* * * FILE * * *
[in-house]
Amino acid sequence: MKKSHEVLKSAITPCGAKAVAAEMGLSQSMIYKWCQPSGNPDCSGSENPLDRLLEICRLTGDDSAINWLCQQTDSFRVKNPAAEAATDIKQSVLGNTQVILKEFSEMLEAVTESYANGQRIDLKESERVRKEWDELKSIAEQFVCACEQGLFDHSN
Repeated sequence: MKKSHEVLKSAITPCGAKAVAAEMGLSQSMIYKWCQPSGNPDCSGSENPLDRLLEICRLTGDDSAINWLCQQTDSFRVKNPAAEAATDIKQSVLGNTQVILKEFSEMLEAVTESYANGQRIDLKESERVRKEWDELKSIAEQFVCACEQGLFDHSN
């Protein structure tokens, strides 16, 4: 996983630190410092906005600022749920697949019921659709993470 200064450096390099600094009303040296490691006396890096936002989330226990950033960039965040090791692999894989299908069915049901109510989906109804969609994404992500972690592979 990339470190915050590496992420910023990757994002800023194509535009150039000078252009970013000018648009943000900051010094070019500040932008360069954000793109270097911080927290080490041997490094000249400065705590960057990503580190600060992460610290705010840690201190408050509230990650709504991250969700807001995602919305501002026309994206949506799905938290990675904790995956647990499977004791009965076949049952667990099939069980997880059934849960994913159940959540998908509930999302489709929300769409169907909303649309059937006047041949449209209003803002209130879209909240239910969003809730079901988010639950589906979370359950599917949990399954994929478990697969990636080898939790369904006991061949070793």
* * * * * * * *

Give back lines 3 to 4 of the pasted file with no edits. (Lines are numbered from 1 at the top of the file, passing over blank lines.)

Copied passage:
Repeated sequence: MKKSHEVLKSAITPCGAKAVAAEMGLSQSMIYKWCQPSGNPDCSGSENPLDRLLEICRLTGDDSAINWLCQQTDSFRVKNPAAEAATDIKQSVLGNTQVILKEFSEMLEAVTESYANGQRIDLKESERVRKEWDELKSIAEQFVCACEQGLFDHSN
């Protein structure tokens, strides 16, 4: 996983630190410092906005600022749920697949019921659709993470 200064450096390099600094009303040296490691006396890096936002989330226990950033960039965040090791692999894989299908069915049901109510989906109804969609994404992500972690592979 990339470190915050590496992420910023990757994002800023194509535009150039000078252009970013000018648009943000900051010094070019500040932008360069954000793109270097911080927290080490041997490094000249400065705590960057990503580190600060992460610290705010840690201190408050509230990650709504991250969700807001995602919305501002026309994206949506799905938290990675904790995956647990499977004791009965076949049952667990099939069980997880059934849960994913159940959540998908509930999302489709929300769409169907909303649309059937006047041949449209209003803002209130879209909240239910969003809730079901988010639950589906979370359950599917949990399954994929478990697969990636080898939790369904006991061949070793």